SPX 500 Chart (Monthly)
While No FOMC Equivalents, the BOE and BOJ Decisions Still Matter
There is incredible, potential gravity behind the US central bank's monetary policy call this past session. As the world's largest central bank, the first to adopt the now-standard stimulus program in mass scale and to make the first move to truly reduce its unorthodox level of support; the stability, strain or crisis this particular group renders can readily escalate into a global detonator for global sentiment. That said, much of the scope of this single central bank's influence is tied to the contrast it draws to global counterparts. On the opposite end of the policy spectrum for the largest banks, we have the Bank of Japan (BOJ). This group is no stranger to zero rates as it has hovered around that floor for decades. The stimulus program it adopted so enthusiastically has broken records when measuring the balance sheet relative to GDP; and yet, there is little inflation to speak of, uneven growth with even capital markets still flagging US counterparts. This extreme effort is the epitome of ineffective. Nevertheless, the desperate QE program targeting 10-year Japanese Government Bond (JGB) yields defines the extreme that of its global counterparts can revert to should there be a fracture in global financial stability. As for the Bank of England (BOE) rate decision scheduled for the European session, we are looking at a group that carried the designation of a 'potential hawk'. Since the Brexit took on a septic quality, monetary policy has grown to be considered an unreliable rudder. Rather than anticipate any change in policy, we should monitor event for any updates on the lumbering approach of the official Brexit date (March 29).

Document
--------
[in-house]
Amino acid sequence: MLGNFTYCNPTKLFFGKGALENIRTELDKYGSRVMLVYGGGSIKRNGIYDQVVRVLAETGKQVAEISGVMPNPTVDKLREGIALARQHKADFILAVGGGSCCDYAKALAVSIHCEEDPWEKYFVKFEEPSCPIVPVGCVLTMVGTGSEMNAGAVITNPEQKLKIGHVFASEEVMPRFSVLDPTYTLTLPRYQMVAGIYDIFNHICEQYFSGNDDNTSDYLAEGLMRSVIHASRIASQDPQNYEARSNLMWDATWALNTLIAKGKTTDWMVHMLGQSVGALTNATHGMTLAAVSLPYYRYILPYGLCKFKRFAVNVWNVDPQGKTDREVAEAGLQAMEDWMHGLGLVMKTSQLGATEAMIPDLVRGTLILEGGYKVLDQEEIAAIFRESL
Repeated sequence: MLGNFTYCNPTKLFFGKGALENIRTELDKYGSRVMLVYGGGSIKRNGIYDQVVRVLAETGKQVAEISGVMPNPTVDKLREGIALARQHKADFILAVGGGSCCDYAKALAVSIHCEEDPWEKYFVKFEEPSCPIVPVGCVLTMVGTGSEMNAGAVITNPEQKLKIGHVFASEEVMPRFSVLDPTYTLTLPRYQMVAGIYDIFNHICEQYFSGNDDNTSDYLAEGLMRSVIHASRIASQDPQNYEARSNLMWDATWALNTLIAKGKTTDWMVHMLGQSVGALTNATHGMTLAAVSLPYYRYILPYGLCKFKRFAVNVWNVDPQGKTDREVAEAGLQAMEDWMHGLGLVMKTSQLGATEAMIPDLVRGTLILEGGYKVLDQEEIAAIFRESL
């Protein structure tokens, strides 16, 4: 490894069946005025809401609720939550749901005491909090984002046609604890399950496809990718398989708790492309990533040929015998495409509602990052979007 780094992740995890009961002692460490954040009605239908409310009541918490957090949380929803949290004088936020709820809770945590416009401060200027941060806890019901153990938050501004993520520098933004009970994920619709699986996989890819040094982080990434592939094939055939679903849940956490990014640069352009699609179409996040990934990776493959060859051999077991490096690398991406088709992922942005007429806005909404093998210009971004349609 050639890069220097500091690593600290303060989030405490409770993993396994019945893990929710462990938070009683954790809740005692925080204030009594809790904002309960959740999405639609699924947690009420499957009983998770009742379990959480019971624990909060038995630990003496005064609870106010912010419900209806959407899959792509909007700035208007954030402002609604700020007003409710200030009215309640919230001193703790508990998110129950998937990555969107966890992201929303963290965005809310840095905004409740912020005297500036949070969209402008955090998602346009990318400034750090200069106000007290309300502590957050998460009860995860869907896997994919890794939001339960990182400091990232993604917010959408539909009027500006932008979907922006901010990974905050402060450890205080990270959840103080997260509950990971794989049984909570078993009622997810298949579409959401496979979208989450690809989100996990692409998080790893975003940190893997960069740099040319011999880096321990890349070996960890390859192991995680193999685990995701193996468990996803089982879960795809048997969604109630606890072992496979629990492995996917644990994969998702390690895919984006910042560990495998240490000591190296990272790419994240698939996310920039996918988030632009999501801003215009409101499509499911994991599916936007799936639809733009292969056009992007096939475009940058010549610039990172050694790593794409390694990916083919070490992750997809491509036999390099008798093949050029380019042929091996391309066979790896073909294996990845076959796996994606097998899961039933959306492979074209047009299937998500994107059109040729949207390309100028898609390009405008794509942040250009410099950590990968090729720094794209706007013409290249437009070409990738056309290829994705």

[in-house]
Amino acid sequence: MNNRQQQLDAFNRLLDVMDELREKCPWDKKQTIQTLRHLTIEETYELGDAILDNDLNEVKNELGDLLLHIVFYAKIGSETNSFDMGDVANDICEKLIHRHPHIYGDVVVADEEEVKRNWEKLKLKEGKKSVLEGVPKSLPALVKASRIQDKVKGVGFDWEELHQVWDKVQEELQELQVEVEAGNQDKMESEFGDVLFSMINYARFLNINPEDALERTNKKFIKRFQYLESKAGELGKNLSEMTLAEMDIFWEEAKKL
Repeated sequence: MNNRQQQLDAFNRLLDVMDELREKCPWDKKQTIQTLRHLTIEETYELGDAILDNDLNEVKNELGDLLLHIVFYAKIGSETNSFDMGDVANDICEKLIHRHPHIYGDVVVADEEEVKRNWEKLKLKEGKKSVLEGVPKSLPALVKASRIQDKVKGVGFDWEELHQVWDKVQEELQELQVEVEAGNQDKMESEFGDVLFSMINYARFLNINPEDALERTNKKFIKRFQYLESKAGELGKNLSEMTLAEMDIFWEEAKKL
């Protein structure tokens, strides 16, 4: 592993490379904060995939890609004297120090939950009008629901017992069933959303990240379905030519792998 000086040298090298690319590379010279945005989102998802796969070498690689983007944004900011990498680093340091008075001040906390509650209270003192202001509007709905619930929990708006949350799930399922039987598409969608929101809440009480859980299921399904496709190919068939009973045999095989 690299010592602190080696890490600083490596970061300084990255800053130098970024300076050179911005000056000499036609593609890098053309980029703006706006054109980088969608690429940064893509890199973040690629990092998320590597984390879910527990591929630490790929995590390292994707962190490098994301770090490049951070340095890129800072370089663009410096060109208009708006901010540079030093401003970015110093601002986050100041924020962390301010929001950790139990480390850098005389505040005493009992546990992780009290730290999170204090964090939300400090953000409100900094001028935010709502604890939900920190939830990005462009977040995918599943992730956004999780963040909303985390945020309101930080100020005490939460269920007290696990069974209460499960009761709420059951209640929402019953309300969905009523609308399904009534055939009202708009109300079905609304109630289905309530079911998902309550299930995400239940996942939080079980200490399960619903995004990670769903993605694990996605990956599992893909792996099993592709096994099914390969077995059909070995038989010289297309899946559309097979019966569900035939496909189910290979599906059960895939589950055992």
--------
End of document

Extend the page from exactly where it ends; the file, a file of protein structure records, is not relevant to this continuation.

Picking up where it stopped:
Perception of Central Banks’ Monetary Policy Standing Chart
More Practical Expectations for Impressive Canadian and New Zealand Dollar Moves
In contrast to the event-centric but restrained outlook surrounding the Pound and Yen, the Canadian Dollar and New Zealand are not so focused on singular developments but have produced significant progress. In fact, both seem to be moving into position for technically-amplified moves. For the Loonie, inflation figures this past session further eased back to reinforce the reality that the Bank of Canada (BOC) may be done with its policy tightening regime for the indefinite future. October GDP and retail sales data due on Friday will add another possible layer to the fundamental picture. Yet, how much drive is there behind this additional bearish motivation? The currency is already deep into a multi-month slide. The move is registered easily via USDCAD which broke notable resistance to trade at 18-month highs this week. The New Zealand Dollar's recent activity carries the same quality of short-term intensity, but it doesn't have the same sense of being winded like the Loonie. Following two months of remarkable and seemingly fundamental-detached climb, the Kiwi Dollar suffered a painful slip this week from high profile resistance with the help of fundamental docket items. The third quarter current account balance deficit started the move and this morning's GDP reading sealed the dour look. How much momentum can we expected from these seemingly high potential setups? Liquidity is a universal amplifier and curb depending on the conditions. That said, moving into range is always the path of least resistance. We discuss all of this and more in today's quick Trading Video.
NZD Index Chart (Daily)